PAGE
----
U.S. men’s soccer fails when it matters most

By GREGORY MELICK and GREG MELICK | October 12, 2017

The qualification tournament, known as the Hexagonal, started out as poorly as possible for the United States. The top four teams in the group would qualify for at least a playoff spot. All the United States had to do was tie, and they would be guaranteed at least a chance against Australia for the final qualifying position.

They lost their first game of the tournament to Mexico by a score of 2-1, and then in their second game they were beaten handily by Costa Rica with a final score of 4-0. The United States came out with no energy and were simply embarrassed by Costa Rica.

After the match against Costa Rica, the United States fired head coach Jürgen Klinsmann and hired former head coach Bruce Arena to try and revitalize the U.S. team, something he has done once before. Arena first coached the National Team in 1998 and was the most successful coach in the team’s history.

While Arena was coach, the team was ranked as high as fourth in the world, but he was fired after a lackluster performance in the 2006 World Cup. The hope was that he could work the same magic to turn the team around this time as well.

Initially, the change seemed to pay off, as the United States turned their -5 goal differential into a +1 differential in just one game with a 6-0 win over Honduras.

After a tie against Panama and a 2-0 win over Trinidad and Tobago, the team was all set up to cruise to an easy World Cup qualification. They followed those games up with a tie against Mexico, in a hostile road environment.

At that point there was a clear path for the United States to lock up their World Cup qualification, but they lost their footing along the way.

The team proceeded to lose their next game to Costa Rica 2-0, and then they tied against Honduras, which pushed them into a very difficult spot. They had to win both of their two remaining games, against Panama and Trinidad and Tobago, in order to qualify.

They took care of the first step, beating Panama 4-0, but faltered in their last qualification game against Trinidad and Tobago. Despite how much was riding on this game, the United States came out flat.

They surrendered a goal just 17 minutes in. They gave up another just 20 minutes later to dig themselves into a deep hole that they could not escape from, despite many second half opportunities.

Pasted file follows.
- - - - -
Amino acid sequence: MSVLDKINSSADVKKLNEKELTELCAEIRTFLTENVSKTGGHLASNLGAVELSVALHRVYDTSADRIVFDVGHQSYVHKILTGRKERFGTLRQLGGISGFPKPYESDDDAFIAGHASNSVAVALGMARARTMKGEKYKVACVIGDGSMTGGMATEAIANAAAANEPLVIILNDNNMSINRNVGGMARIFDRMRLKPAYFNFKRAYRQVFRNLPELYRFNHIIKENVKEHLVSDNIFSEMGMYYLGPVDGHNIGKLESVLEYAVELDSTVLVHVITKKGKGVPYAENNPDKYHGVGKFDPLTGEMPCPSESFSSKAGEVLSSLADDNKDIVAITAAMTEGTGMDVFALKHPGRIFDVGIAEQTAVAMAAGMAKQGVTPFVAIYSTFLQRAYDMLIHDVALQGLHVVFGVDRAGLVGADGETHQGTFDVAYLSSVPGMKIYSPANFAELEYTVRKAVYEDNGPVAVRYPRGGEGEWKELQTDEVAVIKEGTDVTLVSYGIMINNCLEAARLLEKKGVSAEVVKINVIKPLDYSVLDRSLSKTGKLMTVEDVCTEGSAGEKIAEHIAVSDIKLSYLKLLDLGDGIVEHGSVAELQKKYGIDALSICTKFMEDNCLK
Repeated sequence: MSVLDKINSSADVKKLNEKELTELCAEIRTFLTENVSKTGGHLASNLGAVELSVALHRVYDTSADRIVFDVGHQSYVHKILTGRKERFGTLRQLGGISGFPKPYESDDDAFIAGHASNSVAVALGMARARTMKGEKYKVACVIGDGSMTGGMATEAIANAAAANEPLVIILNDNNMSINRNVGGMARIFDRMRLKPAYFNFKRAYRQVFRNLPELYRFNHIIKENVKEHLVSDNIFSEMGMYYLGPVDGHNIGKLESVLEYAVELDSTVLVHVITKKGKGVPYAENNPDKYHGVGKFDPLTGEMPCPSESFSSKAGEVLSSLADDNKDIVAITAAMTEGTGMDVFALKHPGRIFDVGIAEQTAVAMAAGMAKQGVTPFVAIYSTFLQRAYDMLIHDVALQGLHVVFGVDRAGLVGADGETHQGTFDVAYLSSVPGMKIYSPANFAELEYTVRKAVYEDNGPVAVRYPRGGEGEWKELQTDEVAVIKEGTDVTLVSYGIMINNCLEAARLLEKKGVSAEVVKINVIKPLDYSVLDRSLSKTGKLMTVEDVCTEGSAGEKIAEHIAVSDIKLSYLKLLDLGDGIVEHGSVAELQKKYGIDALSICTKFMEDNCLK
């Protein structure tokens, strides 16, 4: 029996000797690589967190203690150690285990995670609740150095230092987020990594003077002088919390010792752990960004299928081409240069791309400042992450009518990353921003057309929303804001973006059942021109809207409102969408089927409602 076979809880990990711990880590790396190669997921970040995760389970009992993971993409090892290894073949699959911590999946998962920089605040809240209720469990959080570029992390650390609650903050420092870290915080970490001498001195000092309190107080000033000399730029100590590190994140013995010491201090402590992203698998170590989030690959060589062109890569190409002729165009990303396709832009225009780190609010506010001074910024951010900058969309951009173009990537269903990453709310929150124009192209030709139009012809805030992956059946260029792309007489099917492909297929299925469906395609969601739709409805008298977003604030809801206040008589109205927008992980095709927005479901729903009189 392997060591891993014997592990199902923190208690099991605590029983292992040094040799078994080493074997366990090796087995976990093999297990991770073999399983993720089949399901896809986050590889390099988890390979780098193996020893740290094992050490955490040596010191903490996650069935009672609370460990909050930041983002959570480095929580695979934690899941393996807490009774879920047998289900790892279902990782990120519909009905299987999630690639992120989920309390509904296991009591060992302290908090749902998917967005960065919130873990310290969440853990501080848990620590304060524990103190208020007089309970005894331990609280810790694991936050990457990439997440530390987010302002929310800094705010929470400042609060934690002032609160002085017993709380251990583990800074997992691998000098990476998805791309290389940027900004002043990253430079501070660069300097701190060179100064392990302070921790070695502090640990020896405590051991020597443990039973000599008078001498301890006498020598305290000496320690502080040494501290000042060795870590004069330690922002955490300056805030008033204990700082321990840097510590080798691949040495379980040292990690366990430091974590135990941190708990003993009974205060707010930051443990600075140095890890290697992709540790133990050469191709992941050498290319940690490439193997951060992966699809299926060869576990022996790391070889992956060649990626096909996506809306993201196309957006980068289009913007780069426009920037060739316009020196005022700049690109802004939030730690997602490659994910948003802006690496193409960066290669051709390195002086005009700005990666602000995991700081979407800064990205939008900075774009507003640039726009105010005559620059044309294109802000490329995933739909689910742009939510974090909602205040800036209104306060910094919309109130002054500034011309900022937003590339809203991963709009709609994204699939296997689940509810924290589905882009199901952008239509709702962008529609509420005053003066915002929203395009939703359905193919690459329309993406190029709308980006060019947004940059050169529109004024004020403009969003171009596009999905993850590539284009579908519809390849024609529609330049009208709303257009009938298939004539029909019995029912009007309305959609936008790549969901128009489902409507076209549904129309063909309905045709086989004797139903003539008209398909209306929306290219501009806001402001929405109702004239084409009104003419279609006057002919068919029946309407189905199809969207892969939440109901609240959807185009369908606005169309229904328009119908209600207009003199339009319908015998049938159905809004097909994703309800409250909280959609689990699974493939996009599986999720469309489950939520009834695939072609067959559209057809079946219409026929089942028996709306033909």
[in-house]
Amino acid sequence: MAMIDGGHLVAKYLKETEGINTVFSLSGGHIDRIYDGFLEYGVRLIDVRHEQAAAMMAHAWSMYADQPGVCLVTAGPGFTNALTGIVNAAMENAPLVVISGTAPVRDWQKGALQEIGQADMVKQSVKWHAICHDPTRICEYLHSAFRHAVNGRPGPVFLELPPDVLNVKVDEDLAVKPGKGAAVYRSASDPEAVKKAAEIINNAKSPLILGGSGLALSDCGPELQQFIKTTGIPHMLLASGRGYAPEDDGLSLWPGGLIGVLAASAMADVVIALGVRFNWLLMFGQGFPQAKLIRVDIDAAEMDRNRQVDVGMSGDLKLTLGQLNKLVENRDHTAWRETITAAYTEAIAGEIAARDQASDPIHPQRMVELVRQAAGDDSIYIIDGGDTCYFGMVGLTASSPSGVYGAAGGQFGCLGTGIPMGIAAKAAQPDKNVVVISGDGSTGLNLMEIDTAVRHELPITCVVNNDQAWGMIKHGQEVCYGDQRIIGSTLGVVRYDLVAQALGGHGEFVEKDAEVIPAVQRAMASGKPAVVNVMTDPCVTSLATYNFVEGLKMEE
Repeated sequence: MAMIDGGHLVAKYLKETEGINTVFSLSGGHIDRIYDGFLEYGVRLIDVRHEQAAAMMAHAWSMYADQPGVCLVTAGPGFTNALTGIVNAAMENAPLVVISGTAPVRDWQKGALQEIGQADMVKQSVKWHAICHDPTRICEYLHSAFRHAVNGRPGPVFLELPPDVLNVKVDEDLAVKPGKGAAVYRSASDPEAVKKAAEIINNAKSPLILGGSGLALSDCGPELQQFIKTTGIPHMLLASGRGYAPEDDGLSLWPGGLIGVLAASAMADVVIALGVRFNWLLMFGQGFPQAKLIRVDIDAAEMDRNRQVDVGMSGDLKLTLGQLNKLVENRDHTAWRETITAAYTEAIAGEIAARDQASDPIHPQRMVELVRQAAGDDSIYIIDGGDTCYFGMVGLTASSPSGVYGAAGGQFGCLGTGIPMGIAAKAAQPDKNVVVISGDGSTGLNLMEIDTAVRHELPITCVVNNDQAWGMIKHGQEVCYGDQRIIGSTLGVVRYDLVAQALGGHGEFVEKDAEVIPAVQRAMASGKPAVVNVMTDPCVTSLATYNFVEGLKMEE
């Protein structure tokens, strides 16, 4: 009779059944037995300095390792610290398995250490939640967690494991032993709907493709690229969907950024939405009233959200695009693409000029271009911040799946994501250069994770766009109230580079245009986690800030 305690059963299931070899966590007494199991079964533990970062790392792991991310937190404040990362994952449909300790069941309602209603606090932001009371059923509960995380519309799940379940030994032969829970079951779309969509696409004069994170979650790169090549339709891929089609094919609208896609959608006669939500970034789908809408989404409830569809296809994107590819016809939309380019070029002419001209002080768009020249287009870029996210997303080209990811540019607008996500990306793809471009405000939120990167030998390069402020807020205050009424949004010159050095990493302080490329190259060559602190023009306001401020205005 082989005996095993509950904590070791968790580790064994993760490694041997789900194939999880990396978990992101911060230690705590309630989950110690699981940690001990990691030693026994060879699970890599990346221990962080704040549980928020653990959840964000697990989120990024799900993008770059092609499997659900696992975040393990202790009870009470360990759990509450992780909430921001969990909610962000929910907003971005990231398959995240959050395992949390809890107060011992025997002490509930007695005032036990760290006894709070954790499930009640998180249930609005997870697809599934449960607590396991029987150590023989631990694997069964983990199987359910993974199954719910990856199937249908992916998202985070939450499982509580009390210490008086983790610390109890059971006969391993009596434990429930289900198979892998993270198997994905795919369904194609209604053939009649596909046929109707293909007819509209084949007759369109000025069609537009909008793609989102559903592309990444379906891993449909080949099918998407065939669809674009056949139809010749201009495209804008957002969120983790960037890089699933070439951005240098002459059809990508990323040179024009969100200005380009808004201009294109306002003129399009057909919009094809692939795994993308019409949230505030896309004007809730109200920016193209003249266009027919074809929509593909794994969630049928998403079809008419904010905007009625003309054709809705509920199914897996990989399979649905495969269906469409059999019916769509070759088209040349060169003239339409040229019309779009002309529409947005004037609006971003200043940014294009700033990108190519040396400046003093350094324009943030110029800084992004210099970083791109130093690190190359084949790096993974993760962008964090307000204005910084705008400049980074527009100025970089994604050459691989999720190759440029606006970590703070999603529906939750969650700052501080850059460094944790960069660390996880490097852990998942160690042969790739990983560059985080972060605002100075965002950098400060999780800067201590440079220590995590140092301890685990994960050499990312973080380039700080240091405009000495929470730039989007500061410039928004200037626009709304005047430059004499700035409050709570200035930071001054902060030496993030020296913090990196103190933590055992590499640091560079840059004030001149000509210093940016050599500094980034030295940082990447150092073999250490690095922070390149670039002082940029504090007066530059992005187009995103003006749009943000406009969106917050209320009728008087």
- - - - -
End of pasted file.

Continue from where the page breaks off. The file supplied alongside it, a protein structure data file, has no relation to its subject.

While the U.S. were losing, Panama secured a win against Costa Rica with an 88th minute goal.

A 3-2 Honduras win over Mexico meant the United States would not get a chance to represent their country in the World Cup.

There were some good moments for the United States: Midfielder Christian Pulisic led all of the qualifying tournament players with five goals. Even with his age, Clint Dempsey performed well, scoring four goals.

Even with a couple stand-out performances, the loss to Trinidad and Tobago was the cherry on top of an extremely embarrassing performance by the team.

There were many more bad performances than good from the U.S. team, and because of the lackluster showing, you will not be able to cheer on the United States in the 2018 World Cup. The team will have to wait until the 2020 Olympics for redemption.

Some big changes need to be made to the United States National team in light of this humiliating lapse. Many people want to blame the leadership for not preparing the players, but it goes deeper than that.

Though Klinsmann and Arena can definitely be blamed, at the end of the day it boils down to the players having to go out there and play with passion. Hopefully when the United States players watch the World Cup from home, it will keep them from taking their bid to the World Cup for granted.

This should also signal that the U.S. should move towards the future with their roster. While having people like Dempsey and Tim Howard on the team provides a veteran presence for the young players on the team, it obviously is not working. It’s time to bring in young talent to reenergize a flat-footed roster.

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